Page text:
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This topic provides information about using Messaging Application Programming Interface (MAPI) to develop messaging applications.
MAPI can be used to access items and folders within public and private stores, as well as the properties stored along with each item. MAPI is used by various industry-standard e-mail clients, such as the Microsoft® Exchange client, all versions of Microsoft Outlook®, and Outlook Express. Developers can create clients that use MAPI, as well as MAPI servers and MAPI forms handlers. The information here only applies to MAPI client applications that access Exchange.
MAPI is a mature mechanism used to access information in Exchange, and provides some capabilities available in no other API. However, MAPI does not work well outside an intranet, maintains an open connection for the duration of the MAPI session, and can be difficult to learn.
Client applications that use MAPI access user mailbox and public folder information stored in Exchange, and user directory information stored in Active Directory. Client applications that use MAPI are typically e-mail clients and applications that require complex e-mail processing.
MAPI objects are all obtained through the IMAPISession object. The session object provides the client access to objects for working with MAPI profiles, status, message service provider administration, message store tables, and address books. The message store table contains objects for the message store, folders, messages, attachments, and recipients. The address book tables contain objects for messaging users and distribution lists.
Data Access Model
MAPI represents messages and users in hierarchical object fashion.
No specific threading prohibitions. However, applications that use free-threading should avoid sharing MAPI object instances among threads due to the high costs of marshalling the object. MAPI and MAPI service providers use free-threading.
MAPI client applications are typically Windows forms-based client applications. However, N-tier applications can be written that use MAPI.
MAPI uses Remote Procedure Calls (RPC) to communicate with the Exchange server. Typically RPC is intentionally blocked from passing through Internet firewalls.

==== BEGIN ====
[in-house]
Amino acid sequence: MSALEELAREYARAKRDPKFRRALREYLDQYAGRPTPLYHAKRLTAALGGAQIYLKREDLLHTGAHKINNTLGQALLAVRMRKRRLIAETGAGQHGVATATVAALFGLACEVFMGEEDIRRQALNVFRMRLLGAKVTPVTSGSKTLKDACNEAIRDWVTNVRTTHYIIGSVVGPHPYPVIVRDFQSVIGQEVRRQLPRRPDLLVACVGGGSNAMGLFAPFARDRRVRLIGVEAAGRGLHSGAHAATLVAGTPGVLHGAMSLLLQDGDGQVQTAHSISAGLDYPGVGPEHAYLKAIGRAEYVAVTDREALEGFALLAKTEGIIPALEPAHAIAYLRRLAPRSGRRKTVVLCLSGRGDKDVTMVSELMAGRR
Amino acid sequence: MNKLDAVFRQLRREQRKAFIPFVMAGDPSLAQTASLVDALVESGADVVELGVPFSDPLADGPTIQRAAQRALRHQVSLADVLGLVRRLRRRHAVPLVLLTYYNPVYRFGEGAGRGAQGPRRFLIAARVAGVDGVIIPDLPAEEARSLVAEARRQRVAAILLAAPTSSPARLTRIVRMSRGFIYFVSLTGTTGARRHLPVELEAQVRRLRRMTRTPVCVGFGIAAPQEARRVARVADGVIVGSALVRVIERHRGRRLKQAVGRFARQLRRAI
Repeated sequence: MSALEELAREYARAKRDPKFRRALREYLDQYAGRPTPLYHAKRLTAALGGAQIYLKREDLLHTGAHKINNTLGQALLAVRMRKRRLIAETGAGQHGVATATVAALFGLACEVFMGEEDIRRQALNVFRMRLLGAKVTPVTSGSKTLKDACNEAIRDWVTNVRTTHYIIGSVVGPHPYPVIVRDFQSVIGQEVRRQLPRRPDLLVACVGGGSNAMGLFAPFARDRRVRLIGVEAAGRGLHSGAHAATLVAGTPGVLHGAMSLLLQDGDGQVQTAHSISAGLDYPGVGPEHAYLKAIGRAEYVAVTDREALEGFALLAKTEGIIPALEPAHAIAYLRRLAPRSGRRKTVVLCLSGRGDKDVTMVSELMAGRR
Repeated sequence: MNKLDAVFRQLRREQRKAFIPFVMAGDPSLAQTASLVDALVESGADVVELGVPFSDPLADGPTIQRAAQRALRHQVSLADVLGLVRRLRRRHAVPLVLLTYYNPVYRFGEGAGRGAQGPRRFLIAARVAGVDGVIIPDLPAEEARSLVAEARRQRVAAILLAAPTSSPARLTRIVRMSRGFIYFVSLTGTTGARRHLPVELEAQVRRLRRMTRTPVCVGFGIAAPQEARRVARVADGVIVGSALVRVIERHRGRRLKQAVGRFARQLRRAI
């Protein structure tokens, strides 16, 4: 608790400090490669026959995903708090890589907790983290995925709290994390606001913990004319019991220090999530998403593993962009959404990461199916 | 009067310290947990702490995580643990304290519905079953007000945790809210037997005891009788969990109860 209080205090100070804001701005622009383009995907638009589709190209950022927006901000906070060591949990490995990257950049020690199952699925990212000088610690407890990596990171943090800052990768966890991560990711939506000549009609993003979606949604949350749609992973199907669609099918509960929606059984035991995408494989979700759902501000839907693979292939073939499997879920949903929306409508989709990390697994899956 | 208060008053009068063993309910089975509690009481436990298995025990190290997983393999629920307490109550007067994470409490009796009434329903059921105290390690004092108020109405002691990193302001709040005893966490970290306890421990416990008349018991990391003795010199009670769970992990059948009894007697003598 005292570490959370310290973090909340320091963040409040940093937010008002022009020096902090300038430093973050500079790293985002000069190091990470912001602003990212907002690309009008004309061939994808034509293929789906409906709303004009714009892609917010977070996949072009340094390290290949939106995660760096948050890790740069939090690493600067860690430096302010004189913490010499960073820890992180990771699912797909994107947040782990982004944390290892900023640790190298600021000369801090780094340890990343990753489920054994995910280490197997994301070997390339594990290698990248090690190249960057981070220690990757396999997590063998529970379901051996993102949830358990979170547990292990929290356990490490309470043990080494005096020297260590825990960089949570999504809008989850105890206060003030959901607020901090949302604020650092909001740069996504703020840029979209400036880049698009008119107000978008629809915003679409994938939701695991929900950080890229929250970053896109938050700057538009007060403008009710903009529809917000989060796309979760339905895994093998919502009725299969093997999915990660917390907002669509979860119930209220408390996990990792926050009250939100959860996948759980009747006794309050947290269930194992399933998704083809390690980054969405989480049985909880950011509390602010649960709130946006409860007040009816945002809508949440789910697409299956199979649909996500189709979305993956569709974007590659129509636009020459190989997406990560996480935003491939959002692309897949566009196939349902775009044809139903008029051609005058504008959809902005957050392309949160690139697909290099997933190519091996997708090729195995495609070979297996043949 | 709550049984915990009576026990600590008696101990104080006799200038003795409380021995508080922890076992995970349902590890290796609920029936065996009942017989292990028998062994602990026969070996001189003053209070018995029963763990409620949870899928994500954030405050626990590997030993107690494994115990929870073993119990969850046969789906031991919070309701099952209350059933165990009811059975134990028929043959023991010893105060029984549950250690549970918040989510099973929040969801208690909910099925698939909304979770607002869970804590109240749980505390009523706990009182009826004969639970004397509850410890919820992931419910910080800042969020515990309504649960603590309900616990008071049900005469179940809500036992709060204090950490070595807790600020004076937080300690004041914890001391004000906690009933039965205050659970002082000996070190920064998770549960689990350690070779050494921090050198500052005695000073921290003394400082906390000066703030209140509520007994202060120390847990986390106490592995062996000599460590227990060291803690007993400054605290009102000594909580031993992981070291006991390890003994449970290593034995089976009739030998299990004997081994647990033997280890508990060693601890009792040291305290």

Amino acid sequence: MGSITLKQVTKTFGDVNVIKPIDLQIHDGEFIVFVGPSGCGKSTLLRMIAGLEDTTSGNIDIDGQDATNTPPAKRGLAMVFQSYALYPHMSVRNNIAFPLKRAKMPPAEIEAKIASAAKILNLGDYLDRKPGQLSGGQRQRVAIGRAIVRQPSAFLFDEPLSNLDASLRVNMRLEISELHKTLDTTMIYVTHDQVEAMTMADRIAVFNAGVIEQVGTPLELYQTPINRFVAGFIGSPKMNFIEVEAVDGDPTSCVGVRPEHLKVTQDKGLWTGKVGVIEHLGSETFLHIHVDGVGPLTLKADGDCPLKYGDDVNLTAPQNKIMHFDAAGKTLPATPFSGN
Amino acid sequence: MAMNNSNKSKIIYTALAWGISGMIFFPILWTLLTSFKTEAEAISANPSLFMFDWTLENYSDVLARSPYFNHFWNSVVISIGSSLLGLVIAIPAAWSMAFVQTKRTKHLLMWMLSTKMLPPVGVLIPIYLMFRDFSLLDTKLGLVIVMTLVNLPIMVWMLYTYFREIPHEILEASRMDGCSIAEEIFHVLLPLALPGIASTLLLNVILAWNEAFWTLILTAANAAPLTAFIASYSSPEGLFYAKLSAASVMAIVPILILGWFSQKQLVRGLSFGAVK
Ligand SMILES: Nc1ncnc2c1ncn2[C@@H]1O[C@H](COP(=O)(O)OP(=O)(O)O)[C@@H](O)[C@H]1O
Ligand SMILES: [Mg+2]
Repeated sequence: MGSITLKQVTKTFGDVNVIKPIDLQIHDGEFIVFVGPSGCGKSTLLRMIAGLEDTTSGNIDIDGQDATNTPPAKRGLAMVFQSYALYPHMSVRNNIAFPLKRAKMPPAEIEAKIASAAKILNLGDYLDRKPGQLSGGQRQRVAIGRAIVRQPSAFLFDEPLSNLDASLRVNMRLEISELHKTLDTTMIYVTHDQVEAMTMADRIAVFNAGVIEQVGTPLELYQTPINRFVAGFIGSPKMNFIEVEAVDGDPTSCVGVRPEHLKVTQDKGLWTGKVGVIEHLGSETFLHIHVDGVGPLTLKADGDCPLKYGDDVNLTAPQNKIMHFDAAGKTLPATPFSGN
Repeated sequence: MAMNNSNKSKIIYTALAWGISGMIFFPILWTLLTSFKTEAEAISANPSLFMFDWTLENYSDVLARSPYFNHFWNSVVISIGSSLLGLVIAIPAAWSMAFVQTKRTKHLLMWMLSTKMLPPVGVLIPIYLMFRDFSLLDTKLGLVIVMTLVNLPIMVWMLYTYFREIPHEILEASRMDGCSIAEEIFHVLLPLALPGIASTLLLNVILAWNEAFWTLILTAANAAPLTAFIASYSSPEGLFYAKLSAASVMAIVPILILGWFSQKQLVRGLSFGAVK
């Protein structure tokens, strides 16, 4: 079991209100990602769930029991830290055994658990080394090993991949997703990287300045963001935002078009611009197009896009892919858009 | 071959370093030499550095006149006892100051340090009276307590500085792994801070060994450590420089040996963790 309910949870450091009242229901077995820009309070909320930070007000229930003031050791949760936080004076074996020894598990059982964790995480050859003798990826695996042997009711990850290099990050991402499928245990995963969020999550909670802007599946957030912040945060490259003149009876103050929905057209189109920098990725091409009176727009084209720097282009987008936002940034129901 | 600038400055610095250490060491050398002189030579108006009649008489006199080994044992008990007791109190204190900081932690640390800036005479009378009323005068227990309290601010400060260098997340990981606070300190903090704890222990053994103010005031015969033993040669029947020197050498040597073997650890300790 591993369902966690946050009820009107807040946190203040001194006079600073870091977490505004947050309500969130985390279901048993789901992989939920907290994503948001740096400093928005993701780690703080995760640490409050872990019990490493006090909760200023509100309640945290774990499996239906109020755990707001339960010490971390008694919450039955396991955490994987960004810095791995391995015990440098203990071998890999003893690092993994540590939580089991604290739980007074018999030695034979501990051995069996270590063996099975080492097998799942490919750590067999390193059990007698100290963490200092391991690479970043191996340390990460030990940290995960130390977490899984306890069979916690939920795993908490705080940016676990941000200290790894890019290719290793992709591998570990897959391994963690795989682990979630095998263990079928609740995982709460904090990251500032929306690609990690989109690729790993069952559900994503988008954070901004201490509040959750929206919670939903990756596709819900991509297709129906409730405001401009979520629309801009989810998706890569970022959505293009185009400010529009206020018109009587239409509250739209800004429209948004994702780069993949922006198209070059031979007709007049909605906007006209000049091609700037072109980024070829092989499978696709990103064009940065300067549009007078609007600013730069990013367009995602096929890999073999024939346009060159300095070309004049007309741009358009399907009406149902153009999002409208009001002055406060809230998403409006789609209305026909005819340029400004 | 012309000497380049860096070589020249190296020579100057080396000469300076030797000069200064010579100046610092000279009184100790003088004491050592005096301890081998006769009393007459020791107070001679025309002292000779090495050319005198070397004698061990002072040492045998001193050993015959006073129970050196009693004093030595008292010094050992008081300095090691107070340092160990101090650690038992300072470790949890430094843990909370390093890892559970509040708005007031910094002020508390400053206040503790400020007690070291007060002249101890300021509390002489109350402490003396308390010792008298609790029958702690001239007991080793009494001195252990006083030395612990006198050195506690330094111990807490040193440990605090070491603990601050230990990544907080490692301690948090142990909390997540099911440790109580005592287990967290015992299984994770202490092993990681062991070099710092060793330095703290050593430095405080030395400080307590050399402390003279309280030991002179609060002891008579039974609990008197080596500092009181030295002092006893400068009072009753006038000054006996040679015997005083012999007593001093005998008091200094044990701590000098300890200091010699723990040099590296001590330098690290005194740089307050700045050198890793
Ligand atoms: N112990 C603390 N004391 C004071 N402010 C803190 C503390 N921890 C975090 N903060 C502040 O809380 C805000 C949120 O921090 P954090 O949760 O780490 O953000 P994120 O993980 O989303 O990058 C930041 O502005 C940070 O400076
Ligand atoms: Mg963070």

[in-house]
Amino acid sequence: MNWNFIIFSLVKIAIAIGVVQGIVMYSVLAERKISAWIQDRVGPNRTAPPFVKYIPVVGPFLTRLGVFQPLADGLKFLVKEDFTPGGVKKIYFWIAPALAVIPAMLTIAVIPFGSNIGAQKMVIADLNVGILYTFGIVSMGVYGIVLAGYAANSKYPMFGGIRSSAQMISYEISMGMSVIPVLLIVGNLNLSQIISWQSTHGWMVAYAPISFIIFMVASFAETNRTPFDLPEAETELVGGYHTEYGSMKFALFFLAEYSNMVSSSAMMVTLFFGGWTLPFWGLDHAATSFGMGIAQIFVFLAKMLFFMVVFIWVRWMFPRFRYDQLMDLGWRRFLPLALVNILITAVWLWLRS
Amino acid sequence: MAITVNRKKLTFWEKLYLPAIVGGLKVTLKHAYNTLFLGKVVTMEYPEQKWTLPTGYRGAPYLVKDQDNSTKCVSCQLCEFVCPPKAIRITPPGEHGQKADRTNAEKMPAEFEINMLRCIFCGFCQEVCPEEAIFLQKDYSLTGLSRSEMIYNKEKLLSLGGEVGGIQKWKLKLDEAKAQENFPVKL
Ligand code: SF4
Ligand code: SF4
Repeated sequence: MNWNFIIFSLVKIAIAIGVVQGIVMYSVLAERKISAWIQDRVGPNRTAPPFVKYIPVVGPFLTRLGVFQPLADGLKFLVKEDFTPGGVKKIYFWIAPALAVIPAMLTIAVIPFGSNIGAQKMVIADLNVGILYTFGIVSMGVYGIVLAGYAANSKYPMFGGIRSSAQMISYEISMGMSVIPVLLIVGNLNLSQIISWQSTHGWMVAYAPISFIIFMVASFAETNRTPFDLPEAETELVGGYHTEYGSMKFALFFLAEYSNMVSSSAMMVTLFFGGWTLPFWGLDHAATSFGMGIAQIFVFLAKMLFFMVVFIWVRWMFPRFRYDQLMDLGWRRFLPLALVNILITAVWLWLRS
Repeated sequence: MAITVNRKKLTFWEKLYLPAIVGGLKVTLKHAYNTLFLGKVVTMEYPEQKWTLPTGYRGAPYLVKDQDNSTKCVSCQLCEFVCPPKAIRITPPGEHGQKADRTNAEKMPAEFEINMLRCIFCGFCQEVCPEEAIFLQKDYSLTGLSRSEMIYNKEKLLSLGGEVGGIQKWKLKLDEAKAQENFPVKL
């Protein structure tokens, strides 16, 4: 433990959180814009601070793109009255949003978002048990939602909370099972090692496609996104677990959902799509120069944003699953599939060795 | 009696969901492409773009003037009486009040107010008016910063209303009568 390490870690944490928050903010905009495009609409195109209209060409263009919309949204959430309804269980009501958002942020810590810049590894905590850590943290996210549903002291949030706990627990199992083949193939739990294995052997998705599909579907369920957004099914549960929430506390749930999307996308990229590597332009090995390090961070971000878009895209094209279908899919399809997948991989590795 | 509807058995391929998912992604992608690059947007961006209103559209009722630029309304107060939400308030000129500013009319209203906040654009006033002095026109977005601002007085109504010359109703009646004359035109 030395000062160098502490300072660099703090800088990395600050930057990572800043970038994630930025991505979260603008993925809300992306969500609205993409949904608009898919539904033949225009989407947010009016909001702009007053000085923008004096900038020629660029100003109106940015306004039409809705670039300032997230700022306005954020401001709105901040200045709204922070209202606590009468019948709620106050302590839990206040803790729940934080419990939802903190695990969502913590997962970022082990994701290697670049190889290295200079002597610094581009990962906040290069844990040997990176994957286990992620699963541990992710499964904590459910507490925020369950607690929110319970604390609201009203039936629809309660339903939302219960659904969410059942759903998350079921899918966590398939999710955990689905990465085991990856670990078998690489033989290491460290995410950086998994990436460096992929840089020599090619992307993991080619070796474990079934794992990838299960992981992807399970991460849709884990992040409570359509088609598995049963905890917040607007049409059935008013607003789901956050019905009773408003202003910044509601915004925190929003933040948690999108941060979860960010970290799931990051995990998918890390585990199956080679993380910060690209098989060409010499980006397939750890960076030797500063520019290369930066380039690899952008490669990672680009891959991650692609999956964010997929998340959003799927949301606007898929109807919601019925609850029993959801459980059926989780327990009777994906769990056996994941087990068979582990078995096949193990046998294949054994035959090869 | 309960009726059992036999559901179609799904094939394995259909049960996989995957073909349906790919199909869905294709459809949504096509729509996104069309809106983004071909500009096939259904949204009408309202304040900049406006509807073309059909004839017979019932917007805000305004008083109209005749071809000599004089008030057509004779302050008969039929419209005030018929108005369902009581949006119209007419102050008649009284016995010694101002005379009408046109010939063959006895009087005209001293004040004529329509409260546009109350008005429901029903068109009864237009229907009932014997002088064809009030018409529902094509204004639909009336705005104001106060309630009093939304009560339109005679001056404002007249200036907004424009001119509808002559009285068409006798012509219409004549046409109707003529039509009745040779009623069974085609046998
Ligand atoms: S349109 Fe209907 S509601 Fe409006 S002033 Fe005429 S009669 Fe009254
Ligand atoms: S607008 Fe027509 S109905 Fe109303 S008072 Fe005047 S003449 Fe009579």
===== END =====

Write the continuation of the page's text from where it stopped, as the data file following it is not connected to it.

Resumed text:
MAPI does not support transactions.
Information about this is not yet available here.
A MAPI stub currently ships with all versions of Windows. Microsoft Office installs its own MAPI subsystem when installing Outlook. No changes to MAPI are anticipated at this time.
You can only directly access MAPI by using C or C++.
MAPI is an unmanaged component. Use of MAPI is not supported under the COM Interoperability layer of Visual Studio .NET and the .NET Framework. MAPI can be run on many 16- and 32-bit versions of Windows.
MAPI cannot be directly used in scripts.
No special debugging tools are needed to debug applications that use MAPI.
Expert MAPI programmers can be difficult to find, and learning the technology can take a significant amount of time. In addition to the Microsoft communities, there are a relatively small number of high-quality third-party Web sites that provide helpful MAPI development information.
Both Microsoft and third-party books describing MAPI programming are available. For more information about MAPI, see the MSDN Web site .
No special licensing is required for developing by using MAPI.
The developer must have permissions to access the data in the Exchange store. Exchange stores user and distribution list information in Active Directory, so developers who create MAPI client applications that access that information must have the ability to retrieve and set that information.
Setting up MAPI-based applications typically requires the user to be a local administrator, or to have rights to install software.
Running a MAPI-based application usually only requires that the user have sufficient permissions to access the data on the Exchange store.
Built-in Security Features
MAPI profiles can be password protected on most platforms.